Notebook: Where's Adrian?

Adrian Peterson's disappearing act in the fourth quarter could partially be explained by the offense's lack of plays in the final period. See what head coach Brad Childress and quarterback Gus Frerotte had to say about the topic and see how Peterson's production was declining leading up to the fourth quarter.

Several times in his tenure as Vikings head coach, Brad Childress has referenced the once-popular brain teaser, Where's Waldo? After Sunday's loss to the Tampa Bay Buccaneers, many Vikings fans were asking, ‘Where's Adrian?'

Running back Adrian Peterson rushed six times in the second half and didn't get the ball in his hands on offense in the fourth quarter. Some of the explanations Monday were logical. The Bucs dominated the time of possession in the fourth quarter – 12:34 to 2:26 – minimizing any attempts toward Peterson.

"We tried to get him involved with the kickoff return," Childress said Monday, referring to Peterson returning the Bucs' final kickoff for 16 yards after Maurice Hicks fumbled away his final kick return of the afternoon. "There is a limited amount of time and you're playing a different kind of football generally in the two-and-a-half minutes that you're playing at the end of the fourth quarter. Whether you'd be smart in handing (Peterson) the football, there is only a limited number of ways you can get it to him throwing and they're playing a defense that legislates against throwing a deep one. I think the biggest thing would have been to get it back and regain a little bit of rhythm, hold onto it and make some first downs."

Instead, the Vikings didn't even get a first down in the fourth quarter. Meanwhile, the Bucs went from a 13-13 tie at the start of the fourth quarter to a 19-13 lead on two drives that had 20 combined plays and lasted almost 11 minutes. Sandwiched in between those two field goal drives was Hicks' fumble, meaning the Vikings didn't even have an offensive snap in that time period.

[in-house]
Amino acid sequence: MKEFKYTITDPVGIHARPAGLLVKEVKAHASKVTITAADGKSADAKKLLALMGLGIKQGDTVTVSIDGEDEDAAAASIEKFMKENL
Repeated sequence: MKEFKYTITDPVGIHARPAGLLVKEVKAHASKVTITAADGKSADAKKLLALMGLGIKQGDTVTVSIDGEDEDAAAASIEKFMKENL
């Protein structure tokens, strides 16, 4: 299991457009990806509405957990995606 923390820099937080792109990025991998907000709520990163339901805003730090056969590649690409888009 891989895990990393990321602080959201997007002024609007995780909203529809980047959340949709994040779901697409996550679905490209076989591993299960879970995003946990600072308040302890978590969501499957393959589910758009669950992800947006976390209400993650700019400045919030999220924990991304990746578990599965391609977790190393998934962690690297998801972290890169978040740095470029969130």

"In the second half, we had a limited number of drives. … At one point in the second half we had the ball twice there (with less than four) minutes left in the fourth quarter. At that point, we have to go into the two-minute drill," quarterback Gus Frerotte said. "We don't get to run it like we wanted to. So the first half was definitely different from the second half. We didn't get to pound Adrian as much as we would have liked to at the end of the game."

In their seven snaps on the last two drives, Peterson didn't run the ball and Frerotte only threw one pass his way, an incompletion. But Frerotte said that Peterson is still part of the Vikings' two-minute offense.

"He is. Our backs are always involved. We're trying to do things to get him out of the backfield and make plays. We just thought we had to throw it and move the ball down the field at the end of the game," Frerotte said.

However, on the Vikings' final drive, the FOX broadcast of the game showed Peterson in an animated discussion with running backs coach Eric Bieniemy on the sideline while the star back sat out the final drive. That drive lasted only three snaps, one of those being a Vikings penalty.

"That's par for the course for those guys. I think it looks a little bit more overdramatized when I see it run on a loop 16 times in a row, wouldn't you say?" Childress said, referring to post-game coverage. "It wasn't that repetitive. It was kind of a one-time deal. Football is an emotional game and E.B. is an emotional guy and so is Adrian. I appreciate both of them for it, but that's how they communicate with each other. I don't think there is any disrespect intended."

While the Bucs were eating clock, gaining five first downs and going 2-for-5 on third downs in the fourth quarter, the Vikings were 0-for-2 on third downs and 0-for-1 on fourth down in the fourth quarter. They also fumbled the ball twice, both of them being recovered by Tampa Bay.